Applied Linguistics research

For the past several years, I have been researching an area of applied linguistics known as Formulaic Language and, in particular, the acquisition and use of formulaic expressions by second language (L2) speakers of English.

Although defined in many different ways, a common way to view formulaic expressions is as sequences of words that can in some sense be treated as a whole lexical unit. From this perspective, any of the following examples could be formulaic for a particular individual speaker:

  1. by and large
  2. turn a blind eye to
  3. an accounts manager in Finance

Suppose an L2 speaker of English was presented with these to learn. How might they go about internalising them as single lexical units?

It might seem that (1) would necessarily need to be memorised as a single unit because the component words give no clue to the meaning. On the other hand, (3) might be constructed initially and come to be treated as a single unitary expression after being used repeatedly over time (because it is the speaker’s job perhaps). What of (2)? Either option seems possible: it could be learnt as single unit or might need to be broken down into parts first.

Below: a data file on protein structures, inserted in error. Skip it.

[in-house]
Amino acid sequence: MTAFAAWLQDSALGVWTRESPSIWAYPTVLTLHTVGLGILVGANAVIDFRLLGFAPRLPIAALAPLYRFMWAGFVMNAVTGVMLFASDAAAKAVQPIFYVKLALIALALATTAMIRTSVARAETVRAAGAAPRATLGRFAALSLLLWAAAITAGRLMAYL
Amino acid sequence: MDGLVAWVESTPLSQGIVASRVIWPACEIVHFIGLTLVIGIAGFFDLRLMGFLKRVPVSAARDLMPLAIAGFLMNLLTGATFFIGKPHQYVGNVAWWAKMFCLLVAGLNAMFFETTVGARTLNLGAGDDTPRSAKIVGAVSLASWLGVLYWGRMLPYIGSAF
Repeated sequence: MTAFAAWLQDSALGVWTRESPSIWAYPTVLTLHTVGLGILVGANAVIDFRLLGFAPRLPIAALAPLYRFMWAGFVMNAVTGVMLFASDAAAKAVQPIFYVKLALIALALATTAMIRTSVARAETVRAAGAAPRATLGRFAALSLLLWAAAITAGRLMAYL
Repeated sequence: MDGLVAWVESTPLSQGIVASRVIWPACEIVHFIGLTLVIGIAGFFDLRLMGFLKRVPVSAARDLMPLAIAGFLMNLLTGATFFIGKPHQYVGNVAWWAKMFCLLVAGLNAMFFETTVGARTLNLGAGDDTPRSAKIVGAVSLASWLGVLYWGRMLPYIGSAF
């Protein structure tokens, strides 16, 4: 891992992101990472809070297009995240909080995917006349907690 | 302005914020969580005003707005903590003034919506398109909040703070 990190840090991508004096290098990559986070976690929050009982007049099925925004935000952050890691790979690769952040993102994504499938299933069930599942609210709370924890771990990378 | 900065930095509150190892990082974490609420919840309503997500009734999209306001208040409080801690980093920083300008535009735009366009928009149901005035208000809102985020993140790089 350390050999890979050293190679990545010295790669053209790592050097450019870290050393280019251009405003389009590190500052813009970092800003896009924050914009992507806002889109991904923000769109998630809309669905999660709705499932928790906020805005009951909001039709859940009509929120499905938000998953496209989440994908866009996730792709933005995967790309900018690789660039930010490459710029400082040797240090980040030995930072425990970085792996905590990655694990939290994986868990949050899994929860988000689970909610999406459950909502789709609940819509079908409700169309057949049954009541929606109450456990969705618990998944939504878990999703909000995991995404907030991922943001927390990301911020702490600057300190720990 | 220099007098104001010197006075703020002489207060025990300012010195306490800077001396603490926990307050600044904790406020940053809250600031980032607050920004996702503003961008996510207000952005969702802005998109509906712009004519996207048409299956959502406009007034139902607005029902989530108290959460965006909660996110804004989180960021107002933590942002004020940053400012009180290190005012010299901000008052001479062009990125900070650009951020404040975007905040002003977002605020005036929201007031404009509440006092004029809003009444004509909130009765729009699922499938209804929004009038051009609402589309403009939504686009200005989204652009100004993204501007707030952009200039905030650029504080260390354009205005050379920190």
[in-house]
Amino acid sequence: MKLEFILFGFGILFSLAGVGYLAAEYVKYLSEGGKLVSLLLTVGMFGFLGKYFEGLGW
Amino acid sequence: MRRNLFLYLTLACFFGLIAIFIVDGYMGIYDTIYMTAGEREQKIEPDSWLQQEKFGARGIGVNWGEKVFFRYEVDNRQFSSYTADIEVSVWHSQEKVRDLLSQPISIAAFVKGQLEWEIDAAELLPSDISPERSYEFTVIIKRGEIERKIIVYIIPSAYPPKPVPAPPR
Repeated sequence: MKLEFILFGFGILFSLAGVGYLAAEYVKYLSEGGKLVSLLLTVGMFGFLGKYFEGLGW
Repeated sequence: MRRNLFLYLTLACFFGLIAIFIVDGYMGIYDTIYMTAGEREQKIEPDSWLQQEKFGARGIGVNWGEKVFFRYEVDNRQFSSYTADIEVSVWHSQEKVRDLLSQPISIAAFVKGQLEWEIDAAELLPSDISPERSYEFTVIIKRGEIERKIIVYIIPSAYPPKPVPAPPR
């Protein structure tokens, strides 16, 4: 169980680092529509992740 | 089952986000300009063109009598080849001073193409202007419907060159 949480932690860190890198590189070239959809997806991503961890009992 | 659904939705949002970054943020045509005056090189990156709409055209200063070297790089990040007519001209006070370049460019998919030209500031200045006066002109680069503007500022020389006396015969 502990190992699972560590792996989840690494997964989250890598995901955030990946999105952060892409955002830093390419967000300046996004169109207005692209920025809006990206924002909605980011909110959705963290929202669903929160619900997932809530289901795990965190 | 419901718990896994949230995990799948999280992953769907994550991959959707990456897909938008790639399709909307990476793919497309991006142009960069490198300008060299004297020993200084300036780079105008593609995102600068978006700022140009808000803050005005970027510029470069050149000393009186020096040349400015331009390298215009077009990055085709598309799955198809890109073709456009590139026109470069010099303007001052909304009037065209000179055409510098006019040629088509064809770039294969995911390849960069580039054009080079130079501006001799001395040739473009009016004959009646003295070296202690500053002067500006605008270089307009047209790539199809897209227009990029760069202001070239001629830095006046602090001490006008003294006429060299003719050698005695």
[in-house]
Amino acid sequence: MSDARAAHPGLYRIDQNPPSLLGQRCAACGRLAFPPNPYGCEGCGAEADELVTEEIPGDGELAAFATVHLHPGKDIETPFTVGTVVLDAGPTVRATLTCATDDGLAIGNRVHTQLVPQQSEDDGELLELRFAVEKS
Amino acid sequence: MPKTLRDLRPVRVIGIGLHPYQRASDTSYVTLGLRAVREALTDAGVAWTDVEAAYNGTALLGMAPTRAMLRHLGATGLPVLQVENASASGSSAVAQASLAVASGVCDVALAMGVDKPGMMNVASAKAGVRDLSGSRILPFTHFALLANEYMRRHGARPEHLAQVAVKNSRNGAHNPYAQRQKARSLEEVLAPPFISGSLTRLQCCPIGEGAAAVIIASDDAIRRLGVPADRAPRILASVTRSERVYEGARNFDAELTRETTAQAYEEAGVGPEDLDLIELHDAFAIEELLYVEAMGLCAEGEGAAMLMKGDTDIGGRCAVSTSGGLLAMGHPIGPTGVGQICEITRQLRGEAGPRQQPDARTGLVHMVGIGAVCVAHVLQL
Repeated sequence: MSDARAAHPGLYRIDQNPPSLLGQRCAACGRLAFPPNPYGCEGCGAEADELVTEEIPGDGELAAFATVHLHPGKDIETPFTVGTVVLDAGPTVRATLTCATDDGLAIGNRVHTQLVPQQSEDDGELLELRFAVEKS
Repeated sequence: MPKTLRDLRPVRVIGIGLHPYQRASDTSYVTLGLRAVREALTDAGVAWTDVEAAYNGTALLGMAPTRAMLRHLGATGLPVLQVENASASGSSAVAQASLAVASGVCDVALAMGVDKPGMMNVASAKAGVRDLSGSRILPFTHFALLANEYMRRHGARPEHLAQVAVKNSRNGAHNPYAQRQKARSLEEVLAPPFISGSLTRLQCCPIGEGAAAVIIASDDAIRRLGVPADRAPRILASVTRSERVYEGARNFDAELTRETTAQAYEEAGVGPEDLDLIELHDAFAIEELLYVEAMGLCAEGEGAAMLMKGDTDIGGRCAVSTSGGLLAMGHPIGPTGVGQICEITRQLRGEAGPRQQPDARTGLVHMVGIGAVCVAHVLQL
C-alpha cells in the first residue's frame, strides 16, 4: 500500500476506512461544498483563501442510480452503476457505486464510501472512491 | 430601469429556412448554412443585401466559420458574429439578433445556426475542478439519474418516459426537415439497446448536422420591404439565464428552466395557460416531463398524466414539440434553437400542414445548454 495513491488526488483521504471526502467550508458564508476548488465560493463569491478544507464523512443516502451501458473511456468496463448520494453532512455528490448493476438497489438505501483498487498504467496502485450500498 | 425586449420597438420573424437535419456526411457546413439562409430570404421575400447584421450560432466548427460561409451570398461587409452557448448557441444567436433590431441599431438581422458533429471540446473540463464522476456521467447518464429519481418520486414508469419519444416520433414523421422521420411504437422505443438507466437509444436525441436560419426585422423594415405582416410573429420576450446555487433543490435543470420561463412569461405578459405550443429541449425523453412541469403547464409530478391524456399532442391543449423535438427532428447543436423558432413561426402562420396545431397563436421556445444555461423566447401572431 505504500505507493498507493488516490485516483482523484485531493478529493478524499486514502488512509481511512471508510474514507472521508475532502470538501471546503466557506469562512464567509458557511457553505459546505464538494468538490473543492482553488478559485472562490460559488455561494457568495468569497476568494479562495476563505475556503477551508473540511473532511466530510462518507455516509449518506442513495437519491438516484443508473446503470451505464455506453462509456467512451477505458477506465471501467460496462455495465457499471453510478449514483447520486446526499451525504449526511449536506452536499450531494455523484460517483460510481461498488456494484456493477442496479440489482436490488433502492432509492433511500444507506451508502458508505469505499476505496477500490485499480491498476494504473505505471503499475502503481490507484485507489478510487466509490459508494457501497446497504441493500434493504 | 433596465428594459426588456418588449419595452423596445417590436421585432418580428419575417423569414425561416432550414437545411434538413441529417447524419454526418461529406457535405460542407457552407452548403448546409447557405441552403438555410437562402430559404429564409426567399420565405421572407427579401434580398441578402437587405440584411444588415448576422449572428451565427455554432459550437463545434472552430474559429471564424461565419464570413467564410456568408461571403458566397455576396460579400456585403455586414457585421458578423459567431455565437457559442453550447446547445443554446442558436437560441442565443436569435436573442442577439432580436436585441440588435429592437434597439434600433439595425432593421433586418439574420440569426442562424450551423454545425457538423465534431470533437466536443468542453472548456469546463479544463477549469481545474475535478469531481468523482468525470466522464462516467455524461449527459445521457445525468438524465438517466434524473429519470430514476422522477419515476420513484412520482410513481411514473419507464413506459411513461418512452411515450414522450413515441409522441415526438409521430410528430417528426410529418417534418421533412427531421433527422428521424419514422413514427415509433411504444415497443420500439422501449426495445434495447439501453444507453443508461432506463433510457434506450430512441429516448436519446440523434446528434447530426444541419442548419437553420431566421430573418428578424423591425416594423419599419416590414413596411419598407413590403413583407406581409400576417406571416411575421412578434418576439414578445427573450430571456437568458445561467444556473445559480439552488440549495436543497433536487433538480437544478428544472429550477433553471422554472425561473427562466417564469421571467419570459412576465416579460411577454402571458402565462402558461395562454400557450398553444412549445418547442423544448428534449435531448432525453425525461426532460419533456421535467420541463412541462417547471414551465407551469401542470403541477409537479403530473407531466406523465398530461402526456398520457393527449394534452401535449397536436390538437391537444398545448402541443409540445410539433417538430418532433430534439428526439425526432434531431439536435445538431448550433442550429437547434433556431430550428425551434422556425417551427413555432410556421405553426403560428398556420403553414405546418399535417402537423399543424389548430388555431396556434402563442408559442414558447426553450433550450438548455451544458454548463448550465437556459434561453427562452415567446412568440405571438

These examples illustrate the kinds of question raised when considering the acquisition of formulaic expressions by L2 speakers. For example: How can we tell whether an expression is formulaic for a speaker? How does the internalisation to a single unit take place? How might the component parts of the expression influence this process?

My research addresses questions such as these, with a focus on the identification of formulaic expressions in speech and the possible psycholinguistic processes involved in their acquisition by individual L2 speakers.